Select Page

Bankruptcy under Chapter 7 or Chapter 13 gives a debtor the opportunity to discharge certain debts at the conclusion of the case. Certain debts, however, are never subject to discharge in any bankruptcy proceeding. This includes debts incurred as part of a “domestic support obligation,” such as child support or alimony. 11 U.S.C. § 523(a)(5). Congress originally applied this exception to discharge only to debts owed directly to a spouse, former spouse, or child, but it has since expanded this definition. California courts have similarly interpreted it broadly, balancing the need of the debtor for a “fresh start” with the needs of the support beneficiaries.

The exception to discharge of “domestic support obligations” was originally worded so that it applied solely to a debtor’s “spouse, former spouse, or child.” In re Ashworth, No. 8:11-bk-10946, mem. decision (Bankr. C.D. Cal., Oct. 1, 2012). This led to challenges to the nondischargeability of debts sought by a parent who was never married to the debtor, or a government agency seeking to recover unpaid support or maintenance. Congress replaced the language in § 523(a)(5) with “domestic support obligation” in the Bankruptcy Abuse Prevention and Consumer Protection Act of 2005. It also substantially expanded the definition of “domestic support obligation” to include debts recoverable by a governmental entity; a debtor’s spouse, former spouse, or child; or the other parent of a debtor’s child. 11 U.S.C. § 101(14A).

The Ninth Circuit addressed the question of domestic support obligations that did not fit the previously-defined exclusion, finding that the nature of the debt as a support obligation mattered more than the specific identity of the creditor. In re Chang, 163 F.3d 1138, 1142 (9th Cir. 1998). The case involved a debtor in a Chapter 13 proceeding who sought discharge of a debt owed to the other parent of her child, to whom she was never married. The debt included court-ordered child support and fees payable to a court-appointed guardian ad litem. The Bankruptcy Appellate Panel (BAP) ruled that the debt was dischargeable, because the creditors were neither the spouse nor the former spouse of the debtor. Id. at 1140. The Ninth Circuit reversed the BAP, citing precedent from other circuits that looked to the debt itself, rather than the creditor, to determine whether the debt was “for the child’s benefit and support.” Id. at 1141 (internal quotations omitted). After Congress amended § 523, it better reflected the holdings of cases like Chang.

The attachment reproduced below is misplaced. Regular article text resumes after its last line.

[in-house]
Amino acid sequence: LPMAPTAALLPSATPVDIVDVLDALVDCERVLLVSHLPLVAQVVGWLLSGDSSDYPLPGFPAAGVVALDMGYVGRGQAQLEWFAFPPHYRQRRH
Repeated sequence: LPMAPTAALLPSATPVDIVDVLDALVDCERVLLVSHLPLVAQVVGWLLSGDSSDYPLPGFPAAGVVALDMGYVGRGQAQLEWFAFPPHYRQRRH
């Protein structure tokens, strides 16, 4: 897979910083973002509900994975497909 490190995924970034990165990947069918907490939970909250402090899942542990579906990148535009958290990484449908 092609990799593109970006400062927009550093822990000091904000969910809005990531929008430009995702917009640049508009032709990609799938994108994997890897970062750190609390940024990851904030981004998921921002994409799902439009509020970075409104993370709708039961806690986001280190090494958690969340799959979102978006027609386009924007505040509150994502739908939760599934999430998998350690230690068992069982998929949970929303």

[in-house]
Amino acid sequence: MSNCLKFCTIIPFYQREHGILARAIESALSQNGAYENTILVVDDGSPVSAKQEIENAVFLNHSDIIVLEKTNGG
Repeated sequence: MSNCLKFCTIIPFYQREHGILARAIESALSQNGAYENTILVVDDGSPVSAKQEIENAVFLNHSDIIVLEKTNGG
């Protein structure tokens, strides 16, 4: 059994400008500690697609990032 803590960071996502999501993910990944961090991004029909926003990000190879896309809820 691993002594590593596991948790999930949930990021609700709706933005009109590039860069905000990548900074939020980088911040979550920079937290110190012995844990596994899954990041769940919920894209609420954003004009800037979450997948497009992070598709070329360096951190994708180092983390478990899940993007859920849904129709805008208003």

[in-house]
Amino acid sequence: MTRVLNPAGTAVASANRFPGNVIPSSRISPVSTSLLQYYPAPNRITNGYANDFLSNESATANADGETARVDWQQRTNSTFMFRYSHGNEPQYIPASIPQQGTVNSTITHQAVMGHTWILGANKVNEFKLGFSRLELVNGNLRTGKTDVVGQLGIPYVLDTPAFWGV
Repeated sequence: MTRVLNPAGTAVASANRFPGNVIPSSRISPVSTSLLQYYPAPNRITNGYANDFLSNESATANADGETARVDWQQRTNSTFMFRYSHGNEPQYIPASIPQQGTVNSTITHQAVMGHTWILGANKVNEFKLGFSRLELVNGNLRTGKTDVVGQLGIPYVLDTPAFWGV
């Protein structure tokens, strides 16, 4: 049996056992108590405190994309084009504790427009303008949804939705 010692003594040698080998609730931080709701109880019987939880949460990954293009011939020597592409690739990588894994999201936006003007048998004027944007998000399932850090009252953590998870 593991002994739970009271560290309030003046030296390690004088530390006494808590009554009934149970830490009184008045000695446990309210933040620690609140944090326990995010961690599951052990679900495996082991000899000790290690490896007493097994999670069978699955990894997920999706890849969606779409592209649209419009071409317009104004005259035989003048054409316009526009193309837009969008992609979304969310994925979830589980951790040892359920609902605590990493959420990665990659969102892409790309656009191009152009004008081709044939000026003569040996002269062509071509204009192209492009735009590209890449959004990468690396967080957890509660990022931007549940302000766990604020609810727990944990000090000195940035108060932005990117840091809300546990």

Bankruptcy offers relief to people find themselves unable to keep up with their debt payments with their current income. A Chapter 13 bankruptcy gives a person the opportunity to restructure the payments on their debts for a defined period of time, during which they can hopefully pay down a substantial amount of the total. At the end of this repayment period, the court may discharge the remainder of those debts entirely. Bankruptcy attorney Devin Sawdayi has sixteen years’ experience representing debtors in the Los Angeles area who need the protection of the bankruptcy system. To schedule a free and confidential consultation about your case, please contact us today online or at (310) 475-9399.

More Blog Posts:

Payroll Debts Ruled Nondischargeable in Chapter 7 Bankruptcy, Los Angeles Bankruptcy Lawyer Blawg, July 23, 2013

Ninth Circuit Allows Partial Discharge of Student Loan Debt, Los Angeles Bankruptcy Lawyer Blawg, July 12, 2013

Discharge of Federal Tax Debt in Bankruptcy, feat. Willie Nelson, Los Angeles Bankruptcy Lawyer Blawg, June 10, 2013